Summer has brought long days, some warm spells and our usual descent into the rainy season that precedes fall. Though we’ve enjoyed the warm weather, we know that winter is just around the corner and will soon be upon us, bringing cold weather, high heating costs and the long, dark days that require lights throughout the day. It is a recipe for high utility bills.
It’s clear that we have our work cut out for us when it comes to reducing utility costs. According to a national survey conducted by the Council for Community and Economic Research, Fairbanks tops the list with the highest average monthly energy bills, checking in at a whopping $549.42 per month. Only four Alaska communities were included in the survey, which includes the cost of natural gas, fuel oil, electricity and any other form of energy used in a community. Juneau and Kodiak came in at fifth and sixth (only a few cents apart) with utilities totaling $287 monthly. The average monthly energy bill in Anchorage was $202.93, considerably less than ours.
Overall, half of the energy used at home goes to heating and cooling. In Alaska, we want to concentrate on how to conserve energy in heating. Let’s consider steps to reduce air leakage and reduce heating costs.
Seal it up. It’s much harder to keep your house warm when you have cold air streaming in from outside. If you consider a small crack of one-sixteenth of an inch around a 3-by-5 window, it is the same area as a 4-inch hole in the wall. If you had a hole that large, you would cover it, so save energy by filling that small crack by using caulk. Caulking is easy to do and is relatively inexpensive. Besides the gaps around windows and door frames, look for those locations where wiring and other utilities enter the house.
Check the weather stripping around doors and windows. Friction, pet scratches, weather, temperature changes, and even wear and tear take their toll on weather stripping’s effectiveness. Replace the weather stripping around exterior doors for less than $20 and it will pay off in less leakage during the cold winter. Weather stripping should seal well when a door or window is closed but should allow for easy opening and closing. Some doors have a groove where weather stripping is applied, but there are a many other types, ranging from stick-on foam, felt and even nail-on types. Inspect your doors and if possible, take a piece of the current weather stripping when going to the store for replacement parts.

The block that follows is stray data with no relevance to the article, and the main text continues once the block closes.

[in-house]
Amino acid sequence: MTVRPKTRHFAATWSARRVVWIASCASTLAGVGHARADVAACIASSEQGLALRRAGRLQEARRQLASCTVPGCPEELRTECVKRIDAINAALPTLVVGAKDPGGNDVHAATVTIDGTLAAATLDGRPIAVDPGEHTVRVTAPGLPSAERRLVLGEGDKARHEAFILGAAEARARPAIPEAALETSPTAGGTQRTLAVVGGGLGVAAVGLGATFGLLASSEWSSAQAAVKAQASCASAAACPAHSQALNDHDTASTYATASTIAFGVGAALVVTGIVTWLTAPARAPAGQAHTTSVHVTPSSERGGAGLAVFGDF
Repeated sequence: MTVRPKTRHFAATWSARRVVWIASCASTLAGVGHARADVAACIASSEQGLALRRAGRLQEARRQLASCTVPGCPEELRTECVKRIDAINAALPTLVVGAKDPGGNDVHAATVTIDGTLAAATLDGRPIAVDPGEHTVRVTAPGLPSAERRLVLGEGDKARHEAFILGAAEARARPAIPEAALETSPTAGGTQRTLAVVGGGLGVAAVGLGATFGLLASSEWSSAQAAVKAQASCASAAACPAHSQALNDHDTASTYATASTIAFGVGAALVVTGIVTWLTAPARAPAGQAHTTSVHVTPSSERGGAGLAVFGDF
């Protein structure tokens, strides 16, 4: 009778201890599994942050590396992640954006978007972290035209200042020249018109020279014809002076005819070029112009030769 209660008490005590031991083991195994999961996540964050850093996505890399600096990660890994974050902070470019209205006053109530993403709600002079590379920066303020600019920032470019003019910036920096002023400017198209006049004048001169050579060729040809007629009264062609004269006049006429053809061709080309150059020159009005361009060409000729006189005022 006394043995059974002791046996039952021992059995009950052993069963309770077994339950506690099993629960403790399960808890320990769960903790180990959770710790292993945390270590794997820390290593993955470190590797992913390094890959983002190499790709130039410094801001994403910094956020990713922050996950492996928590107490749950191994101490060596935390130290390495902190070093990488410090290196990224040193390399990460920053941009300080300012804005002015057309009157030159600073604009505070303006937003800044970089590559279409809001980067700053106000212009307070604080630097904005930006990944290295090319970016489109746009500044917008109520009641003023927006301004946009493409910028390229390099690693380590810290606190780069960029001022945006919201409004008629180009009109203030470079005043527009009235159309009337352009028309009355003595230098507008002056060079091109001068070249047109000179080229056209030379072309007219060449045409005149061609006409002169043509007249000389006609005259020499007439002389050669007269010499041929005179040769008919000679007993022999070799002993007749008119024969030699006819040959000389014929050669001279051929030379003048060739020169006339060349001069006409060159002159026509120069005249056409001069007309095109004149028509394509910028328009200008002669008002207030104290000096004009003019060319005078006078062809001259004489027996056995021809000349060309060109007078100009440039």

Install door sweeps. The door sweep fills the gap between the bottom of the door and the threshold. Again, take a close look at what is currently on the door and take a sample with you when buying sweeps. Some are fitted into a slot in the bottom of the door, but they also come in magnetic, nail-on and adhesive-backed types.
A big factor in the comfort in a home is the radiating cold. Covering bare floors with rugs and windows with curtains will add a layer of insulating air, which keeps cold from radiating into warm areas. In this same vein, wear socks or use slippers. If your feet are cold, your whole body will feel cold. Warm up your feet and you’ll feel warm all over.
Take a few minutes now to guard against air leakage and you’ll save money during the upcoming winter.
In last week’s column, I talked about recycling your clothing by donating it to a thrift shop or by taking it to a consignment shop. I had a phone call from someone reminding me to not forget our local shelters. I have recently donated clothing to the women’s shelter and they were glad to see my donation. The Rescue Mission also accepts donation of usable clothing.
Whatever location you choose, make sure you donate clothing so it will be used and not enter the waste stream.
Roxie Rodgers Dinstel is associate director of Cooperative Extension Service, a part of the University of Alaska Fairbanks, working in cooperation with the U.S. Department of Agriculture. Questions or column requests can be e-mailed to her at firstname.lastname@example.org or by calling 907-474-7201.